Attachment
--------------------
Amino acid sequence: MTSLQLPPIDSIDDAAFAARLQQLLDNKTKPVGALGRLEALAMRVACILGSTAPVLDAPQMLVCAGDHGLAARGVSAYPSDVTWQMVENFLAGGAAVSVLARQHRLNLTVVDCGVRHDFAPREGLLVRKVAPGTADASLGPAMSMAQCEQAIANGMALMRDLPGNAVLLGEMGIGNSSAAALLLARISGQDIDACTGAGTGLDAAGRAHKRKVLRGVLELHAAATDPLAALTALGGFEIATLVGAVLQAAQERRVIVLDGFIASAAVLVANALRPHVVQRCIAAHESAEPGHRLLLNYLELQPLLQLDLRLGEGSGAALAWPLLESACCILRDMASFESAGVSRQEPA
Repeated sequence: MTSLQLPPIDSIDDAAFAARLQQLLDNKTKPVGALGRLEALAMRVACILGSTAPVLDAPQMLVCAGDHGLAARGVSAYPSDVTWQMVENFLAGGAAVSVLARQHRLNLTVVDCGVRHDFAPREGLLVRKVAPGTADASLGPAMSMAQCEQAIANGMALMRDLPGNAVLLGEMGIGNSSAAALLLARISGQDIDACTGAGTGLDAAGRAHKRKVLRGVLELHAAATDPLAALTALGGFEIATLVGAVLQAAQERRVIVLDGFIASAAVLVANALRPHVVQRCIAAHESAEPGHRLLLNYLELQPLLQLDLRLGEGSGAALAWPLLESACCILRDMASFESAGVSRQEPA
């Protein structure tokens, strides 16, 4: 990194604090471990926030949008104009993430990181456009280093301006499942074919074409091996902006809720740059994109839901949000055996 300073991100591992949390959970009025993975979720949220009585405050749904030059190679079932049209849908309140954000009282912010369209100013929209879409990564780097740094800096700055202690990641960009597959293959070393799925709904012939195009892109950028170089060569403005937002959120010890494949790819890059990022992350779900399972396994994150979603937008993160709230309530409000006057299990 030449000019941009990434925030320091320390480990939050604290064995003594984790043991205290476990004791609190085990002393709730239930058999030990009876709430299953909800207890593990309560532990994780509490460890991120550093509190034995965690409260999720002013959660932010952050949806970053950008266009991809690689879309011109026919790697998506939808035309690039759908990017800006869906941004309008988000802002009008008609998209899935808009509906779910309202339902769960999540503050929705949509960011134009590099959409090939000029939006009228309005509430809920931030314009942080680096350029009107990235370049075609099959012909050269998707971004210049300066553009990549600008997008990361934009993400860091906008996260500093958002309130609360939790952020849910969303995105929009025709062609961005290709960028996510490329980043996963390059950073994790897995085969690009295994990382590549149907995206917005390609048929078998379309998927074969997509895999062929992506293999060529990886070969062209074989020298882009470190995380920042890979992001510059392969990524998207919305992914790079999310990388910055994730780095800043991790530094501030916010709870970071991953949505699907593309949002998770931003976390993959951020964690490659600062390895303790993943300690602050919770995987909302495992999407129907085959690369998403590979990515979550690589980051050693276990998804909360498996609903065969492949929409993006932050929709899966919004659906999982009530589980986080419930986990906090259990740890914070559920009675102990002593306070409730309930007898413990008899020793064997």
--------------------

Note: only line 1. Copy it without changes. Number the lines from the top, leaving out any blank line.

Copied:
Amino acid sequence: MTSLQLPPIDSIDDAAFAARLQQLLDNKTKPVGALGRLEALAMRVACILGSTAPVLDAPQMLVCAGDHGLAARGVSAYPSDVTWQMVENFLAGGAAVSVLARQHRLNLTVVDCGVRHDFAPREGLLVRKVAPGTADASLGPAMSMAQCEQAIANGMALMRDLPGNAVLLGEMGIGNSSAAALLLARISGQDIDACTGAGTGLDAAGRAHKRKVLRGVLELHAAATDPLAALTALGGFEIATLVGAVLQAAQERRVIVLDGFIASAAVLVANALRPHVVQRCIAAHESAEPGHRLLLNYLELQPLLQLDLRLGEGSGAALAWPLLESACCILRDMASFESAGVSRQEPA